8557 Exo-Toa (2002): In the earlier years of the Bionicle range, the various accessories and factions were all Technic contraptions, usually capable of one or two simple actions - which, frankly, is reasonably respectable for a $10+ toy. Larger, more technically advanced baddies meant that the good guys had to grow in scale to match the threats against the Island of Mata Nui. In later years, we settled for simpler action figures that happened to be taller than the original line of Toa, but in 2002, this beautiful mecha/armor was the way that the smaller heroes could fight the bad guys. Rare and exclusive parts added to the cachet of the kit, but the play features are what made many of us who bought this for parts actually keep this one assembled. Strangely, though, only Tahu seems to completely fit inside this exosuit even though the Bionicle storyline claimed that all 6 Toa had similar armor.

8759 Battle of Metru Nui (2005)
: We all doubted the LEGO company's sanity when they announced that they'd be releasing "System" Bionicle kits. Sure, they'll be "juniorized", they'll have obnoxious fake "minifigs", etc. All those complaints turned out to be fair. These kits also included a number of rare or even exclusive elements, generous amounts of parts in rare colors, and some interesting features. Those of us who like dark red slopes for our town layouts tend to think of Cafe Corner as the first great LEGO kit in the world of dark red parts, but this kit came first and gave you a better variety of dark red parts for considerably less money.

8755 Keetongu (2005): After many of us had given up on Bionicle due to too many straight action-figure kits (gears became increasingly rare in the sets as the years wore on), LEGO gave us this delightful surprise. An incredible parts pack in the rare color of bright light orange, this set gave us an unusual physics lesson as a weapon. Yes, even without gears, Bionicle can still bring serious educational value! Spinning the axle in the middle of the weapon doesn't just engage the knob wheels, it also brings in conservation of angular momentum, which makes the entire weapon spin as a whole even while the knob wheels move the outer parts of the weapon. A review that shows the weapon can be seen on YouTube.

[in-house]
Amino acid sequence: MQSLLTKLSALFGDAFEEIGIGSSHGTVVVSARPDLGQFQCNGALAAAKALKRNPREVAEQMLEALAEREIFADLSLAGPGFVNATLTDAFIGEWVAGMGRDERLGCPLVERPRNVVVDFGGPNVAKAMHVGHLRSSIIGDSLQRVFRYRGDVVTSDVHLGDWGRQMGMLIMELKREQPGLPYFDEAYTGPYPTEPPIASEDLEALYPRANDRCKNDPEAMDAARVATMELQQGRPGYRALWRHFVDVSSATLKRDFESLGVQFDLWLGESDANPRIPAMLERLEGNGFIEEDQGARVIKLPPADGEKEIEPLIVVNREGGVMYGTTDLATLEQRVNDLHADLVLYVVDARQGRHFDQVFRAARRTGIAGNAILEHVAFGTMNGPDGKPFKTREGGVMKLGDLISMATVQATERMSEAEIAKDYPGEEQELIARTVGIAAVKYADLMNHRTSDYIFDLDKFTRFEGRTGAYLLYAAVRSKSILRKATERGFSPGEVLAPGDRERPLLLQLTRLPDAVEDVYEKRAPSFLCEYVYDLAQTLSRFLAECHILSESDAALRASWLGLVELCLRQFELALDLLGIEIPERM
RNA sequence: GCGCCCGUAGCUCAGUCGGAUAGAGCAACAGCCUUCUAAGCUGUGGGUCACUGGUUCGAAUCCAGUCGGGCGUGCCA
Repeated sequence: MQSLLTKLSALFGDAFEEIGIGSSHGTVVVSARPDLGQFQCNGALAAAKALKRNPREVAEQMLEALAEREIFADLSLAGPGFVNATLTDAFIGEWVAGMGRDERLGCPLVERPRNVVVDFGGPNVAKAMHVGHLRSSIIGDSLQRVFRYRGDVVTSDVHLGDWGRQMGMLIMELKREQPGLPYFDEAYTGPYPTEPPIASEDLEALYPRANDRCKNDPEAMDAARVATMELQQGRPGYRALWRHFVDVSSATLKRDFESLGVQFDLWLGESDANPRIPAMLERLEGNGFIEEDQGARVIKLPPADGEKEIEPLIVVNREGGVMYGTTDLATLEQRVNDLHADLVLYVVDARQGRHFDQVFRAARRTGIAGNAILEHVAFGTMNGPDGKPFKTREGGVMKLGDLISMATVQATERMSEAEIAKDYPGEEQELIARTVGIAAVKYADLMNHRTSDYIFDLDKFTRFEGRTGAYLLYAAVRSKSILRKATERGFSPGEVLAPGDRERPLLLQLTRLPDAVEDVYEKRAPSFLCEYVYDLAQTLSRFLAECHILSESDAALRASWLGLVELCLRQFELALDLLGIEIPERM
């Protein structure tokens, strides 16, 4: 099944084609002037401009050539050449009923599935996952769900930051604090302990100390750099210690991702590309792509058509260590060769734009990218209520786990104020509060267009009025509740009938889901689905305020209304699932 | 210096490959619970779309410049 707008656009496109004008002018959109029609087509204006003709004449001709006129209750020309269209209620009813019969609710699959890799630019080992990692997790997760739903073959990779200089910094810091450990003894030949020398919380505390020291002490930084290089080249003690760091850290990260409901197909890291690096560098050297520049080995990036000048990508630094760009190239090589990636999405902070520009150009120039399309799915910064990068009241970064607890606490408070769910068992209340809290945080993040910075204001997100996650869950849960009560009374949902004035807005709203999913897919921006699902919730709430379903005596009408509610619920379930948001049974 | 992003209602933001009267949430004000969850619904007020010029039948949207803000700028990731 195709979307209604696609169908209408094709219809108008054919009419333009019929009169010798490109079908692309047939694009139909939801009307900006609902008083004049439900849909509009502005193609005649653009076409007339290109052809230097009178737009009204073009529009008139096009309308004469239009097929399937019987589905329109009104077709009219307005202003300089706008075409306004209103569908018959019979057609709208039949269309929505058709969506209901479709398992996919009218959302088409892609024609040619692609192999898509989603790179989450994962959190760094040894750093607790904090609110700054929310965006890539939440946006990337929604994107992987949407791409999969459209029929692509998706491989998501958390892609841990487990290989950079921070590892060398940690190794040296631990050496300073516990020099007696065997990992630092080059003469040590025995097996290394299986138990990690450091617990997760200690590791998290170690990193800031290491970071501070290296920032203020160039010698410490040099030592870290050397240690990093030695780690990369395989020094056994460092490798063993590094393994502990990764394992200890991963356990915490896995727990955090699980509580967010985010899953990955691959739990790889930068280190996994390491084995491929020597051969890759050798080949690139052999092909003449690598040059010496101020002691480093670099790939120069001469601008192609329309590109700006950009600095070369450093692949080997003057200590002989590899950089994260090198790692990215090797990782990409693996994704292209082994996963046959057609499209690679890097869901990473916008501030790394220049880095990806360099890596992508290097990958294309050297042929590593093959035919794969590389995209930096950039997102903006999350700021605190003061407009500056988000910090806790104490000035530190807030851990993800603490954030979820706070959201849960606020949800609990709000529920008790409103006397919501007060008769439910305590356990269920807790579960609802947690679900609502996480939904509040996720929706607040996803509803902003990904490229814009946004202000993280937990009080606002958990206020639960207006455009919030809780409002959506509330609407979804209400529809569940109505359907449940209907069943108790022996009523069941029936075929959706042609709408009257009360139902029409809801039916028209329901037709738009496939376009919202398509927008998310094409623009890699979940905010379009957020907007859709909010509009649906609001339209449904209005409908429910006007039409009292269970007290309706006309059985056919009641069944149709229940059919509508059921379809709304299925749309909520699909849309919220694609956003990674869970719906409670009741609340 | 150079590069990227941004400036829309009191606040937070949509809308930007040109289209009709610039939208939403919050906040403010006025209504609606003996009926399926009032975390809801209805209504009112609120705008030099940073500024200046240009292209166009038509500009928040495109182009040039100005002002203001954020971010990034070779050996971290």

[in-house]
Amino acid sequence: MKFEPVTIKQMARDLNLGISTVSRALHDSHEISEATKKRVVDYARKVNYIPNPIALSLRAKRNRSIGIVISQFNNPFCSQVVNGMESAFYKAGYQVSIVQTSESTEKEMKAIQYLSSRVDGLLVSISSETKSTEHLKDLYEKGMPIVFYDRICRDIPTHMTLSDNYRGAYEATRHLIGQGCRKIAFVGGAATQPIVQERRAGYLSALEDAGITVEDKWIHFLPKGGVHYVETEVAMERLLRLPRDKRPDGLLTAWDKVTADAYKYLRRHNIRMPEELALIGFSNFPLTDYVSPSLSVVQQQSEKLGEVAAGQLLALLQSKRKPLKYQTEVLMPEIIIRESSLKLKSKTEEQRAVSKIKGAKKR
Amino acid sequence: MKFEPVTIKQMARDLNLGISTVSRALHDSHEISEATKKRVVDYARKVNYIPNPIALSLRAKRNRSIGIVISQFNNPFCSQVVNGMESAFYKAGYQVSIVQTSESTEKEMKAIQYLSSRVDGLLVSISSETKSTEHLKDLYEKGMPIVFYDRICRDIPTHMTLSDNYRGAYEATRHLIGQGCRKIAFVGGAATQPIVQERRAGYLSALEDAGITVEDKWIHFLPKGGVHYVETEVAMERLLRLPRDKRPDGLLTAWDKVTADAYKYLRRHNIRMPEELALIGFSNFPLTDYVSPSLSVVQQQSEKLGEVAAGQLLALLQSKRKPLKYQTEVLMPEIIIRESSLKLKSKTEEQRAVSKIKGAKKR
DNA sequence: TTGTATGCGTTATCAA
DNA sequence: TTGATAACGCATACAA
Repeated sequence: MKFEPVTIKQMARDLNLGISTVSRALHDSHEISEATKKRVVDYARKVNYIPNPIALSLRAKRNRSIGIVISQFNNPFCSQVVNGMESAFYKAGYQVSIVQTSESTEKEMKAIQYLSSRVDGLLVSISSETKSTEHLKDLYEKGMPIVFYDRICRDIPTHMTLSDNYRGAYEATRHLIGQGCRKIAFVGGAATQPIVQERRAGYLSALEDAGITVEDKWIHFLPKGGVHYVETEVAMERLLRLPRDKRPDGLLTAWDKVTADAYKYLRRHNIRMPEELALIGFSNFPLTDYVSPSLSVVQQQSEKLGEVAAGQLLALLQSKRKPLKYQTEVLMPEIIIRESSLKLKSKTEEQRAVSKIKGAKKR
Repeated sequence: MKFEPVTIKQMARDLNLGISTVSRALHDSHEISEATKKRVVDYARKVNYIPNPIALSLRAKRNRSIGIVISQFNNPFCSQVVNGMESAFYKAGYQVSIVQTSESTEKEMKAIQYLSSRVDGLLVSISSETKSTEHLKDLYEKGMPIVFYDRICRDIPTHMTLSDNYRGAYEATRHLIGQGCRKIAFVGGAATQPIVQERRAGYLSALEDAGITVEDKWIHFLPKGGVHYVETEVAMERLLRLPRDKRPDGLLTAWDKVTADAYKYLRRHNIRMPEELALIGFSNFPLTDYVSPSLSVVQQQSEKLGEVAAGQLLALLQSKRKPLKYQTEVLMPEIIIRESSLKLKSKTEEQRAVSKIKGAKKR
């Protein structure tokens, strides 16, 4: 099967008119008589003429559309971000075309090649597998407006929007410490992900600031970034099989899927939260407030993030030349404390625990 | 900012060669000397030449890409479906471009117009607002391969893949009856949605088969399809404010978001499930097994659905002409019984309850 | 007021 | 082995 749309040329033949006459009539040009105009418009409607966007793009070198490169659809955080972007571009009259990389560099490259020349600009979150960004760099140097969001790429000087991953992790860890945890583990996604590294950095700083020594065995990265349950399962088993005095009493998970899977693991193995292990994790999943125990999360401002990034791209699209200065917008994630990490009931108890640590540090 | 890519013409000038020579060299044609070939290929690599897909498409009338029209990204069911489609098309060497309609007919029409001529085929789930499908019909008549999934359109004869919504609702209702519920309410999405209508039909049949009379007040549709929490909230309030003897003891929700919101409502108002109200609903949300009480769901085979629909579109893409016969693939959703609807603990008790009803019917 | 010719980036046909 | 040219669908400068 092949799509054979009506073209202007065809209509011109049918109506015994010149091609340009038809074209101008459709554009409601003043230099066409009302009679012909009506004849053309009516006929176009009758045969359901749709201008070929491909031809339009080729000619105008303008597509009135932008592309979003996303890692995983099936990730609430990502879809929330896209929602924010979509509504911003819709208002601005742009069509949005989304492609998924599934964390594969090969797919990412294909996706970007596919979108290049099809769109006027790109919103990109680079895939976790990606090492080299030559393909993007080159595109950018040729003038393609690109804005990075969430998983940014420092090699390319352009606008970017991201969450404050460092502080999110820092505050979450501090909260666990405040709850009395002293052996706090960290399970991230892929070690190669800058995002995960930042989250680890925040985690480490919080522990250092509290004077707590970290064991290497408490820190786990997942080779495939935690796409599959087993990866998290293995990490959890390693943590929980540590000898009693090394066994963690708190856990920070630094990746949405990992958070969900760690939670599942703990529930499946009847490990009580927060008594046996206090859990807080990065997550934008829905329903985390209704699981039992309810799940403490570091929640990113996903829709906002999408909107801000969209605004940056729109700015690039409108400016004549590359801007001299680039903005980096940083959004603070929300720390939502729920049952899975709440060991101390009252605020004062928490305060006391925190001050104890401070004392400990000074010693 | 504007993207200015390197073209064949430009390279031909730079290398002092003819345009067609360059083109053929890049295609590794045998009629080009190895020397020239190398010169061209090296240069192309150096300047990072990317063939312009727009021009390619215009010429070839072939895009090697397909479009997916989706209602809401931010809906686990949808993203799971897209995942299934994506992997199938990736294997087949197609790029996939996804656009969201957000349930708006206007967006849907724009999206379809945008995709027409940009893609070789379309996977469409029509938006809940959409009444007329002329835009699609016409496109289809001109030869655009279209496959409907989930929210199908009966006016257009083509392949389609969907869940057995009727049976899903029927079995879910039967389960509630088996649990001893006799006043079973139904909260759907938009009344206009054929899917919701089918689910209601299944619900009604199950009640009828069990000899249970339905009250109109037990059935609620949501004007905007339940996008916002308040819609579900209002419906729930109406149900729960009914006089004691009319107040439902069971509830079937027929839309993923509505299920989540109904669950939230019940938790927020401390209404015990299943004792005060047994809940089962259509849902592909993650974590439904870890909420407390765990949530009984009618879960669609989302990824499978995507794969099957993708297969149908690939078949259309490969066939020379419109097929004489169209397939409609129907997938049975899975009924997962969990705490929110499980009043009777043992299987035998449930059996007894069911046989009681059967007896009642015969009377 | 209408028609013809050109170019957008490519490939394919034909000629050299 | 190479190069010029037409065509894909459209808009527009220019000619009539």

8941 Rockoh T3 (2008)
: I decided to try this set out on a whim, thinking that the dark green round Technic panels could come in handy sometime. I was incredibly surprised by how advanced a construction this wound up being - I still haven't finished figuring out how the unusual geometry lines up (to add to the fun, there's one place where things actually don't quite line up but a beam is "locked" into place by other beams nearby). We also got to see some great uses for knob wheels (I believe this is the only kit to feature them at an obtuse angle), and did I mention that this thing doubles as a giant handgun for Bionicle zamor spheres? Yes, a set can be interesting as a Technic kit, a geometric wonder, and still have play features most kids will love (oh, and this came with some sort of action figure character too).

The Rockoh T3 kit is still available from LEGO Shop at Home - I'm afraid the other sets here are no longer available. One of them (Tahu) will be available in a decidedly less interesting form in 2010, or at a LEGO Brand Retail store location near you in the United States, United Kingdom, or Germany.

An error in this article regarding the language controversy was corrected on September 18th, 2016. We regret the error.